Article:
While accepting the resignation
of the Adli Yakan Cabinet, King Fouad requested its members
to keep their post and run the State’s affairs until the formation of a
new Cabinet. The King was probably expecting a long delay
before an agreement is reached between the Palace, the Parliament with
its huge Wafdist majority and, last but not least, the British High
Commissioner; But it took only four days of intense haggling before
an agreement acceptable to all was reached. The British High Commissioner
had received strict instructions from London never to agree on a
Cabinet led by Saad Zaghloul, the leader of the Wafd Party, or any
other Cabinet that would include Wafdist extremists such as Ahmad Maher
and Mahmoud Fahmi Al Noqrashi who were suspected to be involved
in political assassination and particularly that of General Lee Stack,
the ex Sirdar of the Egyptian Army and Governor General of the Sudan.
To avoid more conflicts with
the British Government,
declared his refusal to form
a Cabinet, if requested, and suggested that a Cabinet formed and led by
Khaleq Tharwat Pasha would be accepted by the Parliament; he also indicated
that such a Cabinet would receive the full collaboration of the Wafd.
High Commissioner accepted the compromise and,
on April 1927,
Tharwat Pasha was officially tasked to form and
lead a new Cabinet.
Tharwat accepted to form
a Cabinet on condition that his Government would not be subjected to harsh
criticism by the elected members of the House, concerning the Government
relations with London and that the Parliamentary deliberation of
the Laws pertaining to the Egyptian Army and those regulating the appointment
of villages Mayors would be indefinitely postponed. Zaghloul Pasha,
using his immense prestige amongst the Parliamentarians, managed to obtain
their agreement to abide by Tharwat Pasha’s conditions. Thus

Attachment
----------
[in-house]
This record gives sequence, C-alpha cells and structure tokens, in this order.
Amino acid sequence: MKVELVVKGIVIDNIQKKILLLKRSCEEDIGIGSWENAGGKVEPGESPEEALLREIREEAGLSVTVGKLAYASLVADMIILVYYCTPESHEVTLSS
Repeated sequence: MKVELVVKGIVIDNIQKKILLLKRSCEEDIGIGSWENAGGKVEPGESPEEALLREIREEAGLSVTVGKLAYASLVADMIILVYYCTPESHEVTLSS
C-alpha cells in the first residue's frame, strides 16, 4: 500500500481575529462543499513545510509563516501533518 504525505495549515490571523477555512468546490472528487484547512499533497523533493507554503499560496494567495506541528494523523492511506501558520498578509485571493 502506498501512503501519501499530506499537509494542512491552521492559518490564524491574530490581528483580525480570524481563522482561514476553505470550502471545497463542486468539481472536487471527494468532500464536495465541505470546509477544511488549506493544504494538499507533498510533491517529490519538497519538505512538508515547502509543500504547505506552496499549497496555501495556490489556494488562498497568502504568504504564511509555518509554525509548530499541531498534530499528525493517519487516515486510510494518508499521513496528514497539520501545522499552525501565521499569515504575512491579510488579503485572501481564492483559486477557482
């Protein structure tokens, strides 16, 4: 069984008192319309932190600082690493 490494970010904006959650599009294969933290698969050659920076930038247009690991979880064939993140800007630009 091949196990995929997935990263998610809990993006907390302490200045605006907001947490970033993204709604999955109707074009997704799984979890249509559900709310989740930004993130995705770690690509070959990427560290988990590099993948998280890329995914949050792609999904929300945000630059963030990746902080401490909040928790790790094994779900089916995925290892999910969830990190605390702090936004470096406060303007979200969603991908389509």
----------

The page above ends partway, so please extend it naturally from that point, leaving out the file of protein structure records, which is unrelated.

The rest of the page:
the new Cabinet was formed amongst a general feeling of optimism and, for
a few months, the Government run smoothly the affair of State without much
or noisy opposition.
The Cabinet decided that the
Prime Ministers of the Country needed a larger and more appropriate
offices and, with the approval of the Parliament, the amount of seventy-two
thousand Egyptian Pounds was allocated for the purpose of buying the
residential palace of Princess Neemat Kamal El Dine Hussein.
The palace is still used as the Prime Ministers office where Cabinet
meetings take place.
The Cabinet agreed, in 1927,
to amend the agricultural Cooperatives Law promulgated in 1922,
from being totally run by the Government into a joint operation run by
both Government and the farmers those cooperatives serve; the amount of
hundred and fifty thousand pounds was allocated to put the amended
law into practice.
The Cabinet appropriated ninety
feddans for the building of a new University to be called the Egyptian
University and an extra forty feddans for the building of a
Faculty of Medicine and its hospitals. February 7, 1928,
was a great day in the cultural and scientific life of Egypt when King
Fouad placed the cornerstone of that great project. The Faculty
of Law and Letters were the first to be built.
To facilitate the traffic in
the amount of ninety five thousand pounds was allocated by the Cabinet
to build the boulevard of Prince Farouq (now “EL GUEISHE STREET)
and that of El Azhar. Another amounted of Thirty thousand
Pounds was allocated for the construction of a Nile bridge in